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Archer, Season 4 – Social Issues

Content Warning: Article contains strong language, drug/alcohol references, and sensitive topics.

Trigger Warning: Article discusses abuse and sexual assault.

As evidenced in seasons past, Adam Reed has no qualms about tackling tough social issues and inserting his opinions into his creative work. Archer‘s fourth season, however, goes above and beyond in the social issues department. In every episode, some social or political undertone (if not full-on focal tone) can be isolated and identified. There were a couple epsidoes that stood out to me for their controversial material and sheer ballsiness.

Luke and the now-drugged Archer, courtesy of
Luke and the now-drugged Archer, courtesy of

Episode 2, “The Wind Cries Mary”

So, Archer has a complicated relationship with sexual assault. On one hand, Adam Reed puts forth a conscious effort to make sure Archer’s sexual conquests are include (his idea of) consent. On the other, almost every other character has committed some form of sexual assault without experiencing much – if any – comeupance. On the third, biomechanic hand, the characters aren’t exactly lauded for their actions. One could even argue Reed is simply observing the casual way in which sexual assault — especially in the workplace and among friends/acquaintances — is treated.

I bring up the show’s history with sexual assault because in just the second episode, Reed drops a shitbomb on both the viewer and Archer. The episode begins with Archer finding out his long-time, no-see best friend Lucas Troy (Timothy Olyphant) has been killed, then immediately discovering the opposite. Archer wastes no time responding to Luke’s summons, which leads him to a decrepit B&B in Vermont. There, Archer learns that Luke 1) betrayed his fellow agents, 2) stole a shit ton of money, and 3) is in love with him.

Of course, the episode features countless moments of humorous tomfoolery to distract from the seriousness of Archer’s situation. The hilarious subplot of annual peer reviews almost makes you forget how terrifying it would be to be drugged and held against your will in snowy Vermont. Almost.

The weirdest, most cringe-worthy moment comes when Lana – who, accompanied by Cyril, was sent out to rescue Archer – finally bests Luke, via death by giant tree. Bleeding to death in the snow, Luke makes a final confession to Archer. When the two were in training for ISIS, they happened to get absolutely shitfaced. While Archer was passed out, love-struck Luke snuck into the room, suntan oil in hand with one thing in mind: rape.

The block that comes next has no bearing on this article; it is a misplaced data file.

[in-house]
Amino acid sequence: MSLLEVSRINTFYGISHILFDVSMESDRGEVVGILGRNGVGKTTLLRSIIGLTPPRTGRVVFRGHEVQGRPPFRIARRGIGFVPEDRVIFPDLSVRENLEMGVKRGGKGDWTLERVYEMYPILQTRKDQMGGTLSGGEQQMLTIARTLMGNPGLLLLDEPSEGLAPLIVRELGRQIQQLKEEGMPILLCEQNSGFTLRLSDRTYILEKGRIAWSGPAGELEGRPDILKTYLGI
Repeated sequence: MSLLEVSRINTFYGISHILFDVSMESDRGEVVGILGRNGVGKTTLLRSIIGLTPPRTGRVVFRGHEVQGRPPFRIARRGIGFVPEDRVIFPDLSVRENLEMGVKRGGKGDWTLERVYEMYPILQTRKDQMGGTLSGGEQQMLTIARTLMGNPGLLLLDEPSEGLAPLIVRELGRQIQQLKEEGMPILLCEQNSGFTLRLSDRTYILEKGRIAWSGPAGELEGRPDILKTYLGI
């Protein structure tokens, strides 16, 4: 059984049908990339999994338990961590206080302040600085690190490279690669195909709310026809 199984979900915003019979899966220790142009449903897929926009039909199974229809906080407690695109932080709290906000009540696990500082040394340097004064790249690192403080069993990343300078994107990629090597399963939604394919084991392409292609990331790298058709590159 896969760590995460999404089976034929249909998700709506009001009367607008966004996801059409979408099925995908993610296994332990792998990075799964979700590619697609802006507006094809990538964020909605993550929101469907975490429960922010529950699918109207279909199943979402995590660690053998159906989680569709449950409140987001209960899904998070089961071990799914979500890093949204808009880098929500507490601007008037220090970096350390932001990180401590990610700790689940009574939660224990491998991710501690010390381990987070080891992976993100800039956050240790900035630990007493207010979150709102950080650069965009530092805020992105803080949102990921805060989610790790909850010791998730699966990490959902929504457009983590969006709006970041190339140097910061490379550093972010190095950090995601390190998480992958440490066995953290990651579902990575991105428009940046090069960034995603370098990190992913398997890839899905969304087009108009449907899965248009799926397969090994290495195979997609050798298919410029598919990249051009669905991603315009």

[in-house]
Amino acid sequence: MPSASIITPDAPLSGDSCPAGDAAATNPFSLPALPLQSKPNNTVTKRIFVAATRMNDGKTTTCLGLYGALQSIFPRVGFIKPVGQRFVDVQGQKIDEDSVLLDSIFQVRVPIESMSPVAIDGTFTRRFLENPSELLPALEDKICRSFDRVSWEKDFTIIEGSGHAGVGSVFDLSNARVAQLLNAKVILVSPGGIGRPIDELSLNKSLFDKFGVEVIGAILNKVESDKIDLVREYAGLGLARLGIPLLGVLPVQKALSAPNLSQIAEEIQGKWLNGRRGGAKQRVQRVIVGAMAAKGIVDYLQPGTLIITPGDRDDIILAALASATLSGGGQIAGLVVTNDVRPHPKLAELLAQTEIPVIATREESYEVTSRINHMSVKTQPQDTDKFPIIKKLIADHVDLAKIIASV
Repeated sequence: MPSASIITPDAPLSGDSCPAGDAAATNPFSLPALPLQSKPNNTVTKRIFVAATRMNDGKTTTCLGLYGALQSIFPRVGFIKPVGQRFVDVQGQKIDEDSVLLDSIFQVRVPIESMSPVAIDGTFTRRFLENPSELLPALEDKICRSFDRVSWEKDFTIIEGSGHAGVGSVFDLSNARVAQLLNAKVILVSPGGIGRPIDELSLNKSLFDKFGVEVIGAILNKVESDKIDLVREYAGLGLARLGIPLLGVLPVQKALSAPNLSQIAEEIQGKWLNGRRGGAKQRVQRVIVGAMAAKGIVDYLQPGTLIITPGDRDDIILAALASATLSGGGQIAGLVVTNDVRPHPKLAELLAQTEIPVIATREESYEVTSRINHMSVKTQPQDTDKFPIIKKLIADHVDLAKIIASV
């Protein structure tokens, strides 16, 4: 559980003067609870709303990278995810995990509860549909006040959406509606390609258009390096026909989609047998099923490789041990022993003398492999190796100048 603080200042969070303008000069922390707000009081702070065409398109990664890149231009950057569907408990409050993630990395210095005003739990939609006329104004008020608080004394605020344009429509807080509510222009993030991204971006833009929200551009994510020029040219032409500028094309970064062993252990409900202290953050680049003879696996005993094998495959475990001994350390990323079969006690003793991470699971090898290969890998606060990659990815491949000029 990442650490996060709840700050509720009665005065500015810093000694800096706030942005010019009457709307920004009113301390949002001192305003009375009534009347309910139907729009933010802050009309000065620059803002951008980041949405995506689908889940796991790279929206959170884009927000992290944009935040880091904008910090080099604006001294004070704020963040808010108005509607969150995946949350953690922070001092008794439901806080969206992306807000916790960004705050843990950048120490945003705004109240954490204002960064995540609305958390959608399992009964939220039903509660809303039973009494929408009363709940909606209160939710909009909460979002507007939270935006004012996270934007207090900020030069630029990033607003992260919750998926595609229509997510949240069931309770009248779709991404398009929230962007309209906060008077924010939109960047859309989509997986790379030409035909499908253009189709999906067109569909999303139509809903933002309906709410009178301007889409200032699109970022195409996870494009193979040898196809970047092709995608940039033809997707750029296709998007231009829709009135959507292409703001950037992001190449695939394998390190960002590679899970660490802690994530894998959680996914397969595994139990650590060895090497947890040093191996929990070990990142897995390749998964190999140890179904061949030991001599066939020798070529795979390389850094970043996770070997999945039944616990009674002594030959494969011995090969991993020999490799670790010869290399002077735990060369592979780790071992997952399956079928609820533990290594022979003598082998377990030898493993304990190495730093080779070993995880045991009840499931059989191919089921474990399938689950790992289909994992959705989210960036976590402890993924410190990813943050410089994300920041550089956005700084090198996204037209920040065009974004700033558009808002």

Archer, Cyril, and Lana after Luke's disturbing deathbed divulgence, courtesy of
Archer, Cyril, and Lana after Luke’s disturbing deathbed divulgence, courtesy of

The episode ends with Lana driving Cyril and Archer back to ISIS headquarters, Lana and Cyril clearly disturbed and concerned and Archer clutching a bottle of alcohol, unsure of how to deal with the recent turn of events. Of course, the situation isn’t later addressed beyond half-second references, so I would hardly call it an after-school special on sexual assault. Once again looking to the other hand, it could also be Reed once again making light of an observance: the silence and ignorance that male rape victims often face. However, that could always be a coincidence.

Episode 8, “Coyote Ugly”

Next up on the social issues checklist: immigration. In this episode, Archer, Lana, and Cyril are charged with stopping a Mexican immigration ring from crossing the border into Texas. Unsurprisingly, conflicting views on immigration come to light, with Lana, Malory, and Cheryl leaning right and Pam, Cyril and Archer leaning left. In the end, Archer aids the group in making their way safely into the States.

The episode is a great example of Reed’s ability to address a controversial, relevant topic without smacking the viewer upside the head with it. The mission fits in well with what ISIS typically gets assigned to do, and the conversation around it comes off as naturally as it would in a real-life discussion.

Archer and the aforementioned immigrants, courtesy of
Archer and the aforementioned immigrants, courtesy of

I love that Reed took the time to address such a relevant topic, and seems to be on the liberal side of the debate. At its roots, Archer is meant to persuade you to root for a character you normally wouldn’t – its titular antagonistic protagonist. Accomplishing this goal first requires Archer to be crass, insensitive, and an undeniable asshole. However, Archer must have redeeming qualities, which include – but are not limited to – an awareness of social issues, a keen sense of justice, and a belief that people should treated a certain way because of who they are, not what they are.

Archer is available on Netflix and Amazon Prime.